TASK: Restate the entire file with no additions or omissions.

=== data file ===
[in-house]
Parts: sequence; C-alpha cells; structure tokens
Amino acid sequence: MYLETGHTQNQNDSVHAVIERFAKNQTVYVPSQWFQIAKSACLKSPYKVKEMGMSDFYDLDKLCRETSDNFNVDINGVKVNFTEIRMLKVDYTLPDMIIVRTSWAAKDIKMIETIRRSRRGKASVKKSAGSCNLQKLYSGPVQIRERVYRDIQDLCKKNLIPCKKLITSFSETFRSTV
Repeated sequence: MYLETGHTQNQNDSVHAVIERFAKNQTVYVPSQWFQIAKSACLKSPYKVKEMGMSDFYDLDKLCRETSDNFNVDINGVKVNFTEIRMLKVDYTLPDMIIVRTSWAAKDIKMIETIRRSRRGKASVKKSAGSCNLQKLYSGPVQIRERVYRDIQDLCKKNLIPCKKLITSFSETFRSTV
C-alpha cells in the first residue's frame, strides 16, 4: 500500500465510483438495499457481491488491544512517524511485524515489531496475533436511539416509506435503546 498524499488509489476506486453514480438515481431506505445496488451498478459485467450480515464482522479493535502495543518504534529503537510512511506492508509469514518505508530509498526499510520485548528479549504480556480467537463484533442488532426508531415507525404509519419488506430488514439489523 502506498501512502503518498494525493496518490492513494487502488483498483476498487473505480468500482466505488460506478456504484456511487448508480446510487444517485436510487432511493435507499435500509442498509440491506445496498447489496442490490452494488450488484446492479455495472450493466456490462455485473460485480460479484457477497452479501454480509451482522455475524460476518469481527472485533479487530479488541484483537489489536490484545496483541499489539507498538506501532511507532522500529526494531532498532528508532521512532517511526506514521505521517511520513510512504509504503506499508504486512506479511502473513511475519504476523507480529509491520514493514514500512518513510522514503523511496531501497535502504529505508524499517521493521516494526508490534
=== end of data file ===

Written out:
[in-house]
Parts: sequence; C-alpha cells; structure tokens
Amino acid sequence: MYLETGHTQNQNDSVHAVIERFAKNQTVYVPSQWFQIAKSACLKSPYKVKEMGMSDFYDLDKLCRETSDNFNVDINGVKVNFTEIRMLKVDYTLPDMIIVRTSWAAKDIKMIETIRRSRRGKASVKKSAGSCNLQKLYSGPVQIRERVYRDIQDLCKKNLIPCKKLITSFSETFRSTV
Repeated sequence: MYLETGHTQNQNDSVHAVIERFAKNQTVYVPSQWFQIAKSACLKSPYKVKEMGMSDFYDLDKLCRETSDNFNVDINGVKVNFTEIRMLKVDYTLPDMIIVRTSWAAKDIKMIETIRRSRRGKASVKKSAGSCNLQKLYSGPVQIRERVYRDIQDLCKKNLIPCKKLITSFSETFRSTV
C-alpha cells in the first residue's frame, strides 16, 4: 500500500465510483438495499457481491488491544512517524511485524515489531496475533436511539416509506435503546 498524499488509489476506486453514480438515481431506505445496488451498478459485467450480515464482522479493535502495543518504534529503537510512511506492508509469514518505508530509498526499510520485548528479549504480556480467537463484533442488532426508531415507525404509519419488506430488514439489523 502506498501512502503518498494525493496518490492513494487502488483498483476498487473505480468500482466505488460506478456504484456511487448508480446510487444517485436510487432511493435507499435500509442498509440491506445496498447489496442490490452494488450488484446492479455495472450493466456490462455485473460485480460479484457477497452479501454480509451482522455475524460476518469481527472485533479487530479488541484483537489489536490484545496483541499489539507498538506501532511507532522500529526494531532498532528508532521512532517511526506514521505521517511520513510512504509504503506499508504486512506479511502473513511475519504476523507480529509491520514493514514500512518513510522514503523511496531501497535502504529505508524499517521493521516494526508490534